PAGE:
Source – paulcraigroberts.org
– “…Today, Thanksgiving is simply known as “Turkey Day” and a time of retail sales. But as you eat your Thanksgiving meal, contemplate that what you are really celebrating is an Empire rooted in war crimes. If Lincoln had lost, and if there had been at that time a Nuremberg War Crimes Tribunal, Lincoln, Grant, Sherman, and Sheridan would have been hung as war criminals”:
(What Americans Celebrate On Thanksgiving Day – By Paul Craig Roberts)
Today, Thanksgiving is simply known as “Turkey Day” and a time of retail sales. But as you eat your Thanksgiving meal, contemplate that what you are really celebrating is an Empire rooted in war crimes. If Lincoln had lost, and if there had been at that time a Nuremberg War Crimes Tribunal, Lincoln, Grant, Sherman, and Sheridan would have been hung as war criminals.
Sheridan was probably the worst of the lot. His war crimes against the South, especially those he committed in the Shenandoah Valley of Virginia, must have been forgotten by Southerns who vote Republican, the Party of Lincoln and Sheridan. But Sheridan’s crimes against the Indians were worse. He attacked the Indians in their winter quarters, destroying their food supplies, and sent professional hunters to exterminate the Buffalo, declaring: “Let them kill until the buffalo is exterminated,” thus depriving the Plains Indians of their main food source.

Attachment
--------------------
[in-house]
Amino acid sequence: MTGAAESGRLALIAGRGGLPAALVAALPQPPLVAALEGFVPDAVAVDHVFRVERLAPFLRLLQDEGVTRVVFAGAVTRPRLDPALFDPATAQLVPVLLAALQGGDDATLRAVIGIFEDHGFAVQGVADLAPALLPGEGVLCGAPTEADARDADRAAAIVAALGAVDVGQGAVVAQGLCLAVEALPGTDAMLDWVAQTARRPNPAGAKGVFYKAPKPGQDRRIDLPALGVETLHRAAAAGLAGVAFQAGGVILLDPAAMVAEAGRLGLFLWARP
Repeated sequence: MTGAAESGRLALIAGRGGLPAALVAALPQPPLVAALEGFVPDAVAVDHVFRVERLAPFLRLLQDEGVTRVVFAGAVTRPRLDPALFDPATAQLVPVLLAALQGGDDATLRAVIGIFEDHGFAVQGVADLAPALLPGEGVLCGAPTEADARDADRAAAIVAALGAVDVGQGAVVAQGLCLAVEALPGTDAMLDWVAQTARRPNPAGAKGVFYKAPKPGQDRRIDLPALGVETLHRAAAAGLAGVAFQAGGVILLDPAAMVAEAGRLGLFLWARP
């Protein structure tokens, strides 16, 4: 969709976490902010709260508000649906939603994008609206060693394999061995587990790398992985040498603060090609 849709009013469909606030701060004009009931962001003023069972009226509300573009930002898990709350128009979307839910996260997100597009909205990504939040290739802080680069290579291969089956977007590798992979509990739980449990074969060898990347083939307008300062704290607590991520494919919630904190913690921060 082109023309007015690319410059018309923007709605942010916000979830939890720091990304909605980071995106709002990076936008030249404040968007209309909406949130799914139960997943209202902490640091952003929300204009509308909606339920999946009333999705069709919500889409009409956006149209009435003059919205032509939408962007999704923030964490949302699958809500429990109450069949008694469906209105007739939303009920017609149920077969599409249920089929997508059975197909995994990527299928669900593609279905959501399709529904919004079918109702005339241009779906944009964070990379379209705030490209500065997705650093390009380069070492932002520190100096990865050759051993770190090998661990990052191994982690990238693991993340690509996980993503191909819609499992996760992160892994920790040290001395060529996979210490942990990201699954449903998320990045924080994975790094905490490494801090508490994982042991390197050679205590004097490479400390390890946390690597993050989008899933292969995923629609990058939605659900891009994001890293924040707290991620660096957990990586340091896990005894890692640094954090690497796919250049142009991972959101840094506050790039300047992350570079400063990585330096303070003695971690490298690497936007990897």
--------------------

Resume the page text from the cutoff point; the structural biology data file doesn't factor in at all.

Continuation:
Considering the enormity of the Republican Party’s crimes against the South, it is a testament to the forgetfulness of people that Southerners vote Republican. Sheridan expressed well the Republican attitude toward the South, declaring on several occasions that “if I owned Texas and Hell, I would rent Texas and live in Hell.”
In the 1870s when Democrats won elections in Louisiana, Sheridan, who had power over the state, declared the Democrats to be bandits who would be subjected to his military tribunals.
Sheridan graduated near the bottom of his West Point Class, but his immorality and viciousness propelled him to the rank of Commanding General of the US Army. Today he would delight in the endless US bombings of women and children in seven countries.